The goal of this project is to use murine models to elucidate the mechanisms underlying the effects of stress and the neuropeptide corticotropin releasing factor (CRF) on information processing and response inhibition. Across species, presentation of a neutral, non-startling """"""""prepulse"""""""" 30-300 ms before a startling stimulus reduces startle magnitude, termed prepulse inhibition (PPI), theoretically by requiring the organism to allocate attentional resources to process the prepulse and hence filter or """"""""gate"""""""" the subsequent startling stimulus. PPI is used clinically as an operational measure of sensorimotor gating that is deficient in a number of neuropsychiatric disorders. Certain anxiety disorders, post-traumatic stress disorder (PTSD) and panic disorder (PD), exhibit deficits in PPI. These disorders also appear to exhibit pathology in the CRF system, either CRF hypersecretion or increased receptor signaling. CRF is a neuropeptide that coordinates many behavioral and neuroendocrine responses to stress via activation of 2 known receptor subtypes, CRF-R1 and CRF-R2. Over-expression of CRF or exogenous administration of CRF in rodents reduces PPI, mimicking the PPI deficits observed in PTSD and PD patients. CRF-induced deficits in PPI in mice appear to be mediated via CRF-R1 receptors while CRF-R2 receptors have opposing effects. To guide future clinical studies of the roles of CRF systems in PTSD and PD, experiments in mice are proposed to elucidate the role of CRF receptors in stress-induced deficits in PPI, and to clarify how these receptors modulate PPI when chronically activated. This project tests hypotheses based on a novel model of relative CRF-R1 and CRF-R2 receptor signaling processes in response to normal and pathological CRF release.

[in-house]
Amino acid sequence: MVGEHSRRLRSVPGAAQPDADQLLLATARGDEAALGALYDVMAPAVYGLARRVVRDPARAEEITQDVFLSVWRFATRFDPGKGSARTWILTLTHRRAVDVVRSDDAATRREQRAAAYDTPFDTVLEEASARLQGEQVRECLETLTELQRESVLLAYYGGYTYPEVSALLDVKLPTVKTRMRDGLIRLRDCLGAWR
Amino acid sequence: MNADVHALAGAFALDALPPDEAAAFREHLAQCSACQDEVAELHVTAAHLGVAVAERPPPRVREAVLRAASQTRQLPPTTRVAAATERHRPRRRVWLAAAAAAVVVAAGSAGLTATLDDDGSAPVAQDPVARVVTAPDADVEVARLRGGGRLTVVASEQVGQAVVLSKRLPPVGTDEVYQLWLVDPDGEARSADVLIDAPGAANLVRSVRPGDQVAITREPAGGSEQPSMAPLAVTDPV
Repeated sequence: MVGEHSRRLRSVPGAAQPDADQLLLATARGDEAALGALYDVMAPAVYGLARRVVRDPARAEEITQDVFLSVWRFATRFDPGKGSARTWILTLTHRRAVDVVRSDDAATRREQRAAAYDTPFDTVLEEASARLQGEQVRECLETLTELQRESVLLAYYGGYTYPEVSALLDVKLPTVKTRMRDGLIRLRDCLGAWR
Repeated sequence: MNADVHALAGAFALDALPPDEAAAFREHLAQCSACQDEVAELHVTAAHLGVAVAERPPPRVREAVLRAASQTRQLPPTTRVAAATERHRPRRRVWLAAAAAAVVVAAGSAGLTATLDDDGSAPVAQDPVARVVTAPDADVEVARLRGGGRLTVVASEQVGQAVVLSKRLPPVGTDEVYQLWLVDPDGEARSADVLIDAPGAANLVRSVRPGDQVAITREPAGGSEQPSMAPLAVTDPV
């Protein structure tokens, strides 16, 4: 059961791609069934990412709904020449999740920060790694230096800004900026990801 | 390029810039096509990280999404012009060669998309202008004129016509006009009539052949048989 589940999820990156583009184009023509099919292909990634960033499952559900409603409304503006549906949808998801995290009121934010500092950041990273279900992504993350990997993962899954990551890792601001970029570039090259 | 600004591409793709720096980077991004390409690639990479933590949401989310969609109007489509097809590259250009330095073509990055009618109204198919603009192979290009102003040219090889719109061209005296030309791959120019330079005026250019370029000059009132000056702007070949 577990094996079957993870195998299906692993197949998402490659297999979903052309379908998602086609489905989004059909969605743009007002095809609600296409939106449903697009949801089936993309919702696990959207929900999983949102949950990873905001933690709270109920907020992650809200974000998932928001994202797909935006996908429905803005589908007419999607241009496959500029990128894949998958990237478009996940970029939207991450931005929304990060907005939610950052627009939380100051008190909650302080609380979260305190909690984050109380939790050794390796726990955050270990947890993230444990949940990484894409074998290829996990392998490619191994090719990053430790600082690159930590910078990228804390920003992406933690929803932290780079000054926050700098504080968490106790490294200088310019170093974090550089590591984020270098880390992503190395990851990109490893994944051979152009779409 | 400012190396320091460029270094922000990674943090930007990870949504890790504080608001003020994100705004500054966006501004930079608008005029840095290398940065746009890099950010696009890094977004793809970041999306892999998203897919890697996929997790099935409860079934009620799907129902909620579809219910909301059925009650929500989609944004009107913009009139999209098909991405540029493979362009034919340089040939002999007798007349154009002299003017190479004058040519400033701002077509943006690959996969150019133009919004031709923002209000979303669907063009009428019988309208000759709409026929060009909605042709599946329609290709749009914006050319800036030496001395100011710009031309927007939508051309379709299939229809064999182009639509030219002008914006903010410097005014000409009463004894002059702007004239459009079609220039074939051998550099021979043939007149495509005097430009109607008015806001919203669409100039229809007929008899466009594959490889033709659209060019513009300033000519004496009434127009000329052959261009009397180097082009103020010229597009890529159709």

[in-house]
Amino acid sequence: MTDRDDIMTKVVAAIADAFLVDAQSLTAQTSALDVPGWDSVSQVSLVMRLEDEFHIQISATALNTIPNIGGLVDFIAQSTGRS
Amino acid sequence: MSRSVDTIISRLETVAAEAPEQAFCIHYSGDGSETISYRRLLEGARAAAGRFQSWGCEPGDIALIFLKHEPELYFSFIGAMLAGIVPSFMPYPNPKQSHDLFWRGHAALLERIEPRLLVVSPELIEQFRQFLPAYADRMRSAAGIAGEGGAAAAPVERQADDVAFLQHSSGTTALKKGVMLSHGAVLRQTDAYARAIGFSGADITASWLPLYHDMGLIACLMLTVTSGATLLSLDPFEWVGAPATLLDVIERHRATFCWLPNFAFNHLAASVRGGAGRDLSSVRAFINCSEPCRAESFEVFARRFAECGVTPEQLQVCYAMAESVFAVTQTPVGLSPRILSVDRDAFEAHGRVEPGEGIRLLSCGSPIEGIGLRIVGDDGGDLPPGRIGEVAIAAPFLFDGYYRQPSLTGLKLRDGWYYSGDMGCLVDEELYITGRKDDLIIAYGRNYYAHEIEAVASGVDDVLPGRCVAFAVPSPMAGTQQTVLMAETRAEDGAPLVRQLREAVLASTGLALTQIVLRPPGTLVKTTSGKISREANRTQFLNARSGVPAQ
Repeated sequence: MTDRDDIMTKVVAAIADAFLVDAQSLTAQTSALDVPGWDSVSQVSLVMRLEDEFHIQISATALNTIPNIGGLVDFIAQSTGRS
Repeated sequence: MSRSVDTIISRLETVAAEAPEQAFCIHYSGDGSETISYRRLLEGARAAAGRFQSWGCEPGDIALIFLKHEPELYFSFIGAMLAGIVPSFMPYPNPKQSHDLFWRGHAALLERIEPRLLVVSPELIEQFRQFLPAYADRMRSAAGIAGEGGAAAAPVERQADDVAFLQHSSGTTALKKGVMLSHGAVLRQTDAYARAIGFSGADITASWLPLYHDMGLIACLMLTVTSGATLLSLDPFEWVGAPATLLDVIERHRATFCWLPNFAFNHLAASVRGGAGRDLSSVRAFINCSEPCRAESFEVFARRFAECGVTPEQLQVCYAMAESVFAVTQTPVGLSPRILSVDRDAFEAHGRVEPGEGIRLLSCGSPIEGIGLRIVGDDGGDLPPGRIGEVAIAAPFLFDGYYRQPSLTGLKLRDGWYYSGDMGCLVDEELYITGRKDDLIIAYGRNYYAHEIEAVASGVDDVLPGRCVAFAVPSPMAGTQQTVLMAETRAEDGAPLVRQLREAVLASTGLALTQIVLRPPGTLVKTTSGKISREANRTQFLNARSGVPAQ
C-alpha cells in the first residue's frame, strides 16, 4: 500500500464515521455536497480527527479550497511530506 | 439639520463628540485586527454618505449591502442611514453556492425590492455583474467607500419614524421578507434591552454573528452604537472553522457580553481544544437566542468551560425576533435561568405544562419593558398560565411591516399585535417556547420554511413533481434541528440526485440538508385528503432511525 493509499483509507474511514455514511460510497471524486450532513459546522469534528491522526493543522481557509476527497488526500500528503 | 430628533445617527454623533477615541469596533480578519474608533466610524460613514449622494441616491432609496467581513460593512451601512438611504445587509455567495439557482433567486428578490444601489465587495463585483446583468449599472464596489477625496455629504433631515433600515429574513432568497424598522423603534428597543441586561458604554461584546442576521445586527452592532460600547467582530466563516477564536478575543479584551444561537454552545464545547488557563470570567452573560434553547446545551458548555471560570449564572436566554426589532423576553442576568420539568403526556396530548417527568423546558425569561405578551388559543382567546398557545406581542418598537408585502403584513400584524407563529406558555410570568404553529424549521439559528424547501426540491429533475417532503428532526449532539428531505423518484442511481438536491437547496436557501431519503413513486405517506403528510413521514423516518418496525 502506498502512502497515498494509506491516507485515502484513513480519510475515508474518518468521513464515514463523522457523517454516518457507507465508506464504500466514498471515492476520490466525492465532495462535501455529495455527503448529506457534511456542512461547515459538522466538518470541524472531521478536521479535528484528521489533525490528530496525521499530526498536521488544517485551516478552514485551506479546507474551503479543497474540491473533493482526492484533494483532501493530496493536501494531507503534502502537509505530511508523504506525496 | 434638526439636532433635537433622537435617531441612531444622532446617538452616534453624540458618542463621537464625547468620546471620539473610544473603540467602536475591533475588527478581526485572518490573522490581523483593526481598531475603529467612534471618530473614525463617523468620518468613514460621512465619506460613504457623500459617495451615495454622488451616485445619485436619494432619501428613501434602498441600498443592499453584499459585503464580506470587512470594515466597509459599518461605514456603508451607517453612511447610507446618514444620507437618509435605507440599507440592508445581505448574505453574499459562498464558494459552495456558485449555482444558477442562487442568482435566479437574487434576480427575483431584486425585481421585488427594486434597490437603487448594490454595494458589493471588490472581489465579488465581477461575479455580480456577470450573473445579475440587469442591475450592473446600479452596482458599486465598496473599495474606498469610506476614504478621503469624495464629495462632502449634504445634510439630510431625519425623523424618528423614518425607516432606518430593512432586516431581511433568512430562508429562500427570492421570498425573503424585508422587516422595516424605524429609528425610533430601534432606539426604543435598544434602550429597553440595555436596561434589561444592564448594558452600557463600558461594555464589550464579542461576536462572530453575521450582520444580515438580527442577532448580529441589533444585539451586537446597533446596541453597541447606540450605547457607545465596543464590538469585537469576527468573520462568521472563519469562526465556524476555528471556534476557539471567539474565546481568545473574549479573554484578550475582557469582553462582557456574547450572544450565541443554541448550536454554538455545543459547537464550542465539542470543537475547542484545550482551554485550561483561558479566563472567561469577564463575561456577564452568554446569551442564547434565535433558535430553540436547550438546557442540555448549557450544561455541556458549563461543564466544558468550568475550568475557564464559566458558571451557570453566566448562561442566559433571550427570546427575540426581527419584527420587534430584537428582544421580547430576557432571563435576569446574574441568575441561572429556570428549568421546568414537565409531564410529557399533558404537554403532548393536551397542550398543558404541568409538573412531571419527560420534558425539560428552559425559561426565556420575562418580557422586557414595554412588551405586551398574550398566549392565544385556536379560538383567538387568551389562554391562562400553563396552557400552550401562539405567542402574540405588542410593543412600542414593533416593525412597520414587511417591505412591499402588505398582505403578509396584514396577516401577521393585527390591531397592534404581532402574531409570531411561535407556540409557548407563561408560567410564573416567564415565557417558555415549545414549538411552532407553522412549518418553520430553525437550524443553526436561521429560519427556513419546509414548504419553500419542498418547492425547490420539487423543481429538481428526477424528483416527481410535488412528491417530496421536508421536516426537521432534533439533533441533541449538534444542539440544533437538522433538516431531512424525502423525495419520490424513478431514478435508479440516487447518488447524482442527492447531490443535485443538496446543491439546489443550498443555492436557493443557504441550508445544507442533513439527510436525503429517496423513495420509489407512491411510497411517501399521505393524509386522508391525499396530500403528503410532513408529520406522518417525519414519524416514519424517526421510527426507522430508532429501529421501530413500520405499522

Aim 1 identifies the respective contributions of CRF and dopamine receptors in CRF effects on PPI.
Aim 2 identifies the CRF receptor mechanisms underlying shock stress effects on startle and PPI.
Aim 3 assesses the contribution of CRF-R2 receptors and endogenous ligands to the maintenance of and recovery from CRF-induced deficits in PPI.
Aim 4 assesses the neuroanatomical substrates contributing to both acute CRF and chronic CRF effects on information processing. These studies are critical for our basic understanding of the mechanisms of stress effects on information processing and response inhibition, and will elucidate new receptor targets for pharmacotherapeutic intervention in anxiety disorder patients exhibiting information processing deficits. ? ? ?

National Institute of Health (NIH)
National Institute of Mental Health (NIMH)
Research Project (R01)
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Neuroendocrinology, Neuroimmunology, and Behavior Study Section (NNB)
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Winsky, Lois M
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University of California San Diego
Schools of Medicine
La Jolla
United States
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Li, Xia; Risbrough, Victoria B; Cates-Gatto, Chelsea et al. (2013) Comparison of the effects of the GABAB receptor positive modulator BHF177 and the GABAB receptor agonist baclofen on anxiety-like behavior, learning, and memory in mice. Neuropharmacology 70:156-67
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